1.29.2007 7:32pm
DaveN (mail):
Reading tea leaves is usually a fool's errand. Certainly, if I could do so I would be investing full-time in the futures market and not practicing law at all.

The speculation on Justice Kennedy is interesting and likely the most accurate, particularly if he now sees himself as the Court's "Middle."

Of course, for those of us practicing criminal law, it might mean that Justice Scalia is willing to make Confrontation Clause law retroactive in Whorton v. Bockting. (He wrote the Court's opinion in Crawford v. Washington but was part of a 5-4 majority deciding against "retroactivity" in Schriro v. Summerlin). For criminal law practioners, that would be more than "revealing." "Frightening" better describes its effect on prosecutors, while "Full Employment" describes its effect on the criminal defense bar.
1.29.2007 7:33pm
Angus:
I think it means there will finally be a rightward shift on the court that a lot of conservatives have been pushing for for the past 2 decades. I'm not sure they'll actually like the results.

I foresee a strengthening of the second amendment. More tolerance for religion and government interaction, but also a more narrow definition of what is protected free speech. The 14th amendment will probably now be properly read as opposing racial preferences rather than mandating them. A lot more attention paid to the 10th Amendment, but more decisions under the 4th, 5th, and 8th amendments that favor government rather than defendants or the public. Oh, and copies of the Bill of Rights that don't have a 9th Amendment at all (a view shared by most liberal Justices as well). Overall, we'll win some freedoms and lose some others.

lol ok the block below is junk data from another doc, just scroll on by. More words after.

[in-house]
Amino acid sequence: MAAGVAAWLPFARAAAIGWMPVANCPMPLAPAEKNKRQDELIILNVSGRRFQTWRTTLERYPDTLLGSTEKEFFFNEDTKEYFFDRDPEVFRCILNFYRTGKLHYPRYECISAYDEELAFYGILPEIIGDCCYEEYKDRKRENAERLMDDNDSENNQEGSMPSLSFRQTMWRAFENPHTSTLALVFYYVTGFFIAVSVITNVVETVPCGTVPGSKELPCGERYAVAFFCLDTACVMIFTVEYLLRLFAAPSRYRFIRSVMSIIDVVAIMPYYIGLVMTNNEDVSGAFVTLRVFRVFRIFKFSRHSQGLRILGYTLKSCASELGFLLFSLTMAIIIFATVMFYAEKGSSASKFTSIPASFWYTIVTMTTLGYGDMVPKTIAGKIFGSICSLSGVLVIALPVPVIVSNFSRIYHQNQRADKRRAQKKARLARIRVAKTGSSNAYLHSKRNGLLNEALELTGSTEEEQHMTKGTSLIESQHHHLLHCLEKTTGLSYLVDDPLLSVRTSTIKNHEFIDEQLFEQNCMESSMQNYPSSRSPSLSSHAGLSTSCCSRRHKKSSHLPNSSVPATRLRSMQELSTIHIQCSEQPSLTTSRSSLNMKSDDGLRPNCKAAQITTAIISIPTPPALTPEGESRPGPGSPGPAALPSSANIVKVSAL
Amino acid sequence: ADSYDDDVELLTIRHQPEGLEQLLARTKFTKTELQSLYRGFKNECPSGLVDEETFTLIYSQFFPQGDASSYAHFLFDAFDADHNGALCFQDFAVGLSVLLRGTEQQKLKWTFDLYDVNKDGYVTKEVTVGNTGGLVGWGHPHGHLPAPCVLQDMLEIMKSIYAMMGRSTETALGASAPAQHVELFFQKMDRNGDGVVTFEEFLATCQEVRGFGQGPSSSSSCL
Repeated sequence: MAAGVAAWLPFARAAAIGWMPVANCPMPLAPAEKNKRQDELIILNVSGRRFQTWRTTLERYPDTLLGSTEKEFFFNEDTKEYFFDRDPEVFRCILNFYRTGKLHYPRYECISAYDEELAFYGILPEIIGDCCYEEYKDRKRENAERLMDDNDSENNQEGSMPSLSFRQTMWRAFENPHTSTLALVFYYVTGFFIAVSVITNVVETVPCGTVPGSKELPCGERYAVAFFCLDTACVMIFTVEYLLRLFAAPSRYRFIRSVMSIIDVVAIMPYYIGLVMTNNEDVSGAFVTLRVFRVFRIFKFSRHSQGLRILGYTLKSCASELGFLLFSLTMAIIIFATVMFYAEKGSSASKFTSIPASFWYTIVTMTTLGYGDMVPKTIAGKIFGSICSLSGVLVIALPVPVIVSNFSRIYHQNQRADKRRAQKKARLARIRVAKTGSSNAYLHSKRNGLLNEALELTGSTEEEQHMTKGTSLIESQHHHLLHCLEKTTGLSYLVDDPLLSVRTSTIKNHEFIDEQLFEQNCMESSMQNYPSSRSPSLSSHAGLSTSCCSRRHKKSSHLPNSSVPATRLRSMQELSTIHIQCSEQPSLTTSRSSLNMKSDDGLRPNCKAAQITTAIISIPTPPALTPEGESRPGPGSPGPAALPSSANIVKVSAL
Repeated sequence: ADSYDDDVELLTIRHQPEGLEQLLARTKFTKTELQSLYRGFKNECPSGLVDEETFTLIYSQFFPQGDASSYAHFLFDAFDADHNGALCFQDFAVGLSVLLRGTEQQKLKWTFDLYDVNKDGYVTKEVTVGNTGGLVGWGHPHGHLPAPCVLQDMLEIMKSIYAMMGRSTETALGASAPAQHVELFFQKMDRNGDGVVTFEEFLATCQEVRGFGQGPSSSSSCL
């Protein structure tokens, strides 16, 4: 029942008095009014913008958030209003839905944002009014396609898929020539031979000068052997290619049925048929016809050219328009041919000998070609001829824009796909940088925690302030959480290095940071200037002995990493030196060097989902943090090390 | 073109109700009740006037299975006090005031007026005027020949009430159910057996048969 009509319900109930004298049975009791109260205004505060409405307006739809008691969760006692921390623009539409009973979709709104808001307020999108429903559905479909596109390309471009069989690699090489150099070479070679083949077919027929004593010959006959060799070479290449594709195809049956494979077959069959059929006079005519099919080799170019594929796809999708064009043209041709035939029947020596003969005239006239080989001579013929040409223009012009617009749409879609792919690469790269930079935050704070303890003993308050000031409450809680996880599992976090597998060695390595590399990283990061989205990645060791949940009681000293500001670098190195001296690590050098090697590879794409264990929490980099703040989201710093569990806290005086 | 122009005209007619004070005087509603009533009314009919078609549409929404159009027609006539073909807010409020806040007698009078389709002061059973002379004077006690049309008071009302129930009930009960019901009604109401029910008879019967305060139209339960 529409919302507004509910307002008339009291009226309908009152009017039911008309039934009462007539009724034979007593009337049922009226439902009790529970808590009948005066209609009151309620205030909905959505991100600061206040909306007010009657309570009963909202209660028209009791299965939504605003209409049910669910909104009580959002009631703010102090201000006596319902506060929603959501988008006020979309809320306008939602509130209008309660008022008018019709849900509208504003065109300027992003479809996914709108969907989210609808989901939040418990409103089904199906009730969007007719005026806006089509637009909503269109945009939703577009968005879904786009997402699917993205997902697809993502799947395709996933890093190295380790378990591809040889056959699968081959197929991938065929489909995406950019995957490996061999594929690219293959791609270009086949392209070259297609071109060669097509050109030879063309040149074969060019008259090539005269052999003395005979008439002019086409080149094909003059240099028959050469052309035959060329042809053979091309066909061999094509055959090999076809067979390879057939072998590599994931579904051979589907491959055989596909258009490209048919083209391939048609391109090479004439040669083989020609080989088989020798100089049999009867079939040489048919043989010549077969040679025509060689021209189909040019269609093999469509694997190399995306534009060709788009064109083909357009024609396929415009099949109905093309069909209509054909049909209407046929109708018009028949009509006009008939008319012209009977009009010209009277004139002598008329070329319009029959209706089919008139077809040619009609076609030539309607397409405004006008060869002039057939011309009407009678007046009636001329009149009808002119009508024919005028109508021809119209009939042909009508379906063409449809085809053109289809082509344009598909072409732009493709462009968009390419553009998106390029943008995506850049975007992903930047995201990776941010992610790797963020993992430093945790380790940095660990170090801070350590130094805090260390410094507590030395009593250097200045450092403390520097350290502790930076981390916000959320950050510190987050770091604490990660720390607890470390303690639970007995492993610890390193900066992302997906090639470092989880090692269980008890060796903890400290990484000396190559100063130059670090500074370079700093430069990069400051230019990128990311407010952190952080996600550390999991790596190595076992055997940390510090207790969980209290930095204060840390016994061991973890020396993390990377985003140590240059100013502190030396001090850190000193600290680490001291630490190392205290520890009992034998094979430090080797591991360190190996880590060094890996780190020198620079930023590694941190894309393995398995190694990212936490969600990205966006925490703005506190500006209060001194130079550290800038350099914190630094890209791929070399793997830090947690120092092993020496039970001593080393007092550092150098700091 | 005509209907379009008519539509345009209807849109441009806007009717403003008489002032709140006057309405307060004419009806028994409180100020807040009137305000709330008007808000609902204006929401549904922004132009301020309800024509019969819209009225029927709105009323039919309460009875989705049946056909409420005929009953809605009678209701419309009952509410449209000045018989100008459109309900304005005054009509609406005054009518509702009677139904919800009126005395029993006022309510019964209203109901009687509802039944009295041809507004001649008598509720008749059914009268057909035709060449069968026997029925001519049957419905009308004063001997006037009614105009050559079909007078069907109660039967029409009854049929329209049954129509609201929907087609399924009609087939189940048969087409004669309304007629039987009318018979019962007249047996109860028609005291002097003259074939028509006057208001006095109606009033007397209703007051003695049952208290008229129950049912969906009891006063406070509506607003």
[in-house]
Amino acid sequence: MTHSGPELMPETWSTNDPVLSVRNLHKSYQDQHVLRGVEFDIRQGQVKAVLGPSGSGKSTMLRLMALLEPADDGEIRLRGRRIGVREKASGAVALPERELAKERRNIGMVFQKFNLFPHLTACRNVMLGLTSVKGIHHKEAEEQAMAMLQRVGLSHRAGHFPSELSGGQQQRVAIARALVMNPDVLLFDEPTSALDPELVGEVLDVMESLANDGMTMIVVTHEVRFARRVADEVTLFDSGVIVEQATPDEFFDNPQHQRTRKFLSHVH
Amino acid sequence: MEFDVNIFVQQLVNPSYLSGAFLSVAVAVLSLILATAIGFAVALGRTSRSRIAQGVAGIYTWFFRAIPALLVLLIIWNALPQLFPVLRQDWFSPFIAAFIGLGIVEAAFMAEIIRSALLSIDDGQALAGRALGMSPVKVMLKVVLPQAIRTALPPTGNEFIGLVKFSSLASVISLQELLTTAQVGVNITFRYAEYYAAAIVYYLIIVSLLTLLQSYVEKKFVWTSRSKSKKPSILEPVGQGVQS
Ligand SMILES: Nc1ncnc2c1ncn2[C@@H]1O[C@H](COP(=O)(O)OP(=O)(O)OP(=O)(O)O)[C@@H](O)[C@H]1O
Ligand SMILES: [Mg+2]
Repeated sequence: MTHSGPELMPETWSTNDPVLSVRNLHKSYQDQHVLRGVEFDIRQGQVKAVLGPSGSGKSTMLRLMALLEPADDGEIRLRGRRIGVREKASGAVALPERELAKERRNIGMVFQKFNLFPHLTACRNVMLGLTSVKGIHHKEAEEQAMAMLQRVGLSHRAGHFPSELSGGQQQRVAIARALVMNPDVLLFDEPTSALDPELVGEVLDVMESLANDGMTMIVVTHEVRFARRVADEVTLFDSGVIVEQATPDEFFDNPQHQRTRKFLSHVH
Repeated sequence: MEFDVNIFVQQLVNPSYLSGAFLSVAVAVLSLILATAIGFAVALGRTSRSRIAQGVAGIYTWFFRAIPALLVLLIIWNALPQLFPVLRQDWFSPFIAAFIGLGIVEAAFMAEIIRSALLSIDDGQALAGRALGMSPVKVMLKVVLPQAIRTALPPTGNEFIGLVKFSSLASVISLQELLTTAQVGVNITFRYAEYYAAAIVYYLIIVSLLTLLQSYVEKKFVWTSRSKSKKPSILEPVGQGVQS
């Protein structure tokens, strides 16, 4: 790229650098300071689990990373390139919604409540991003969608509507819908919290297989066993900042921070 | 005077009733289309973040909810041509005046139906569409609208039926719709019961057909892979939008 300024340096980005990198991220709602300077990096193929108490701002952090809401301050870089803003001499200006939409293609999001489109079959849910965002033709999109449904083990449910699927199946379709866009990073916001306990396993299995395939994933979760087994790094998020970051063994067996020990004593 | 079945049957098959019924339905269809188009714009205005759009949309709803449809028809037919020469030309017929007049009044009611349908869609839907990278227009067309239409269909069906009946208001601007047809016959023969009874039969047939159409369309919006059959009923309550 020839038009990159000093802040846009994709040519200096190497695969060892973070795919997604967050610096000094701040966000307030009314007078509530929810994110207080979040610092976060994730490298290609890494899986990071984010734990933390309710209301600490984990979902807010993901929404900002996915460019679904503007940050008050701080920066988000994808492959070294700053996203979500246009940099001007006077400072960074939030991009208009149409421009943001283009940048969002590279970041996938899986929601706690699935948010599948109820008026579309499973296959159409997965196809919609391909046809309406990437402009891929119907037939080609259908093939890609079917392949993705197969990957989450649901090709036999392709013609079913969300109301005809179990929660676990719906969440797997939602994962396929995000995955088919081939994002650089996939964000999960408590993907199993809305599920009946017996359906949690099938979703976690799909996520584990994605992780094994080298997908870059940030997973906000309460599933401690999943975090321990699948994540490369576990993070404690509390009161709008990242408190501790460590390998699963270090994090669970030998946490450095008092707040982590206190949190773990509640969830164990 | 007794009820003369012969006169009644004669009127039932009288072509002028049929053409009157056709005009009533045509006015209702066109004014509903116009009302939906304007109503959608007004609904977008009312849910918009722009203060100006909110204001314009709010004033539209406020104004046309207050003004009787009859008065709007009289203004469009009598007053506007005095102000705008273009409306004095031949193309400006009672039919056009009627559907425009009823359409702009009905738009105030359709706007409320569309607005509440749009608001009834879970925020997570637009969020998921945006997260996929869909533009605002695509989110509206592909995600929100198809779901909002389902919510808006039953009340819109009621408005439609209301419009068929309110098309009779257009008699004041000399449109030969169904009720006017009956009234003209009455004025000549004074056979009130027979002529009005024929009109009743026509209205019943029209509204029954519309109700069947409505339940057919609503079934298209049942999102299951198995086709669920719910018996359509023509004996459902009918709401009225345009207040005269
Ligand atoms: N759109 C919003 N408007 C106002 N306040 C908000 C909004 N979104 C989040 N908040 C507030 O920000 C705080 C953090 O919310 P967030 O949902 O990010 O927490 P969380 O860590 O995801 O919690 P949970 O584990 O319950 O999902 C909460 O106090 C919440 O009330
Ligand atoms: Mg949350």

Why can't we get justices who protect all of the rights in the Constitution instead of just some of them?
1.29.2007 8:00pm
wooga:
"rights in the Constitution"?

Me, I'd be happy with justices who recognized that the federal Constitution is neither all powerful nor the fount of our rights, but rather a document (1) enumerating the few specific areas where states have surrendered sovereignty to the federal government, and (2) recording certain rights which are given by God.
1.29.2007 8:26pm
SimonD (www):
J-R:
Another possibility for how the term might be "very revealing" as to "how O'Connor's exit will change the court" is this: Justice Kennedy will decide to flip on partial-birth abortion and race-conscious school admissions. 2007 could become another 1992.
Perhaps (although I think it unlikely) it's quite the other way around: perhaps Kennedy realized when Stenberg was decided that he'd been led up the garden path in Casey and is now willing to reconsider his mistake.
1.29.2007 8:59pm
Respondent (mail):
Angus,